The other thing we wanted was to be safe. We wanted security, which is the main reason why I got hooked up. But the reality is, you’re not guaranteed safety; you’re guaranteed retaliation. The engine of violence is fueled by strike and counterstrike, so it never ends. We ultimately realized that, in this lifestyle, not only were we not safe; we were paranoid. You don’t know if you’re going home today. Plus, there’s this idea of: if you’re really going to be hardcore, you can’t live for tomorrow. Otherwise, you won’t be a gangster. If you’re going to carry a gun, you can’t fear death. In fact, in a lot of ways, you have to be in love with death. Because, number one, death frees you. And number two, if you don’t fear death, you’re a very dangerous person. I’ve heard guys say, “I don’t give a fuck if I live or die, I’ll come back here, I will kill you, your fucking family …” I mean, that’s the mentality. So we realized that the other item in the brochure, “Hey, come and join us; you’ll be safe,” was a crock of shit.
RC: So you realized a choice needed to be made between belonging to something negative, or belonging to something positive. One of the things I was going to discuss with you is that the unity of what the Romantics call “cosmic consciousness,” and the individual’s link with something grander and more transcendent, are all quintessential Romantic themes …
RC: And I found it interesting that “unity” even appears in the title of your project, which is about bringing an end to those things that separate us.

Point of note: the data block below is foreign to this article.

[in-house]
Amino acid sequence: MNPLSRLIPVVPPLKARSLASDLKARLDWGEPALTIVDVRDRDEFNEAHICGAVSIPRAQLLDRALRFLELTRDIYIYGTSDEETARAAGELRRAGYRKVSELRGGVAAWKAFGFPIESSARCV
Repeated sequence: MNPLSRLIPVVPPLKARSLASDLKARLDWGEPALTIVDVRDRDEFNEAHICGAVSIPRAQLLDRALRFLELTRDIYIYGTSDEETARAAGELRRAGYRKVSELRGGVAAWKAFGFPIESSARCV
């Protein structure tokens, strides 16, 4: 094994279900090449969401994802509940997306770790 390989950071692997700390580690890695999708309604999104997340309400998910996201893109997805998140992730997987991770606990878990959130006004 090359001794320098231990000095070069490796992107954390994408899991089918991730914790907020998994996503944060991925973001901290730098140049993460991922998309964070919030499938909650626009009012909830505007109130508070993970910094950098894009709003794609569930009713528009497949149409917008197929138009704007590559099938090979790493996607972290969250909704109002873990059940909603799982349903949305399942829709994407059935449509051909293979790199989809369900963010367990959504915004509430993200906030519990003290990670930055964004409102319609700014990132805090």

RD: Yes, I got that from Keats! They actually had this thing called necessitarianism, negative capability, but one of the things they actually believed in was an evolutionary consciousness that was afoot in the world. And that the French Revolution and the American Revolution were applications of that. And Blake saw in his own mythology … and I wrote a paper on his Four Zoas, which, my God, if that didn’t anticipate Jung, I don’t know what did …
RC: You could see how Jung took his entire theory of the four psychological types right out of the Four Zoas.
RD: Right out of the Four Zoas, yes! [Naming all four Zoas:] Urizen, Urthona, Luvah, Tharmas.
RC: Before Jung, there were many other people besides Blake that had a fourfold …
RD: The quaternity!* I mean, it’s right there.
RC: … yes, that had a fourfold psychological system, or quaternity. But what Blake also anticipated, besides this fourfoldedness, was that when one psychological function, like for example, thinking, which Blake calls Urizen, or “your reason,” usurps the psychic energy from the other functions, there is a revolt against it …
RD: There is a crumbling.
RC: Yes, a crumbling, or a reversal to the opposite. And I’m convinced that Jung stole this directly from Blake, you know? [laughs]
RD: Oh, without a doubt! And that whole thing, Blake’s view of the world as an inversion: where all things anointed by the monarchy, and what the church would call “heaven,” were actually evil. He was the first poet to celebrate sexuality as a godly force.* His idea of the fall was that, the moment when God saw his material creation as something separate from himself, he fell into those four entities, and he basically sees what goes on – it’s like in the Iliad – what goes on in the cosmos is being mimicked here. At the end of the Four Zoas, when the four energies are uniting with their female selves and then uniting together, he sees the French and American revolutions moving in exactly the same direction.
I read Fearful Symmetry, by Northrop Frye. God, it was one of the most profound things I ever read about an interpretation of Blake’s vision.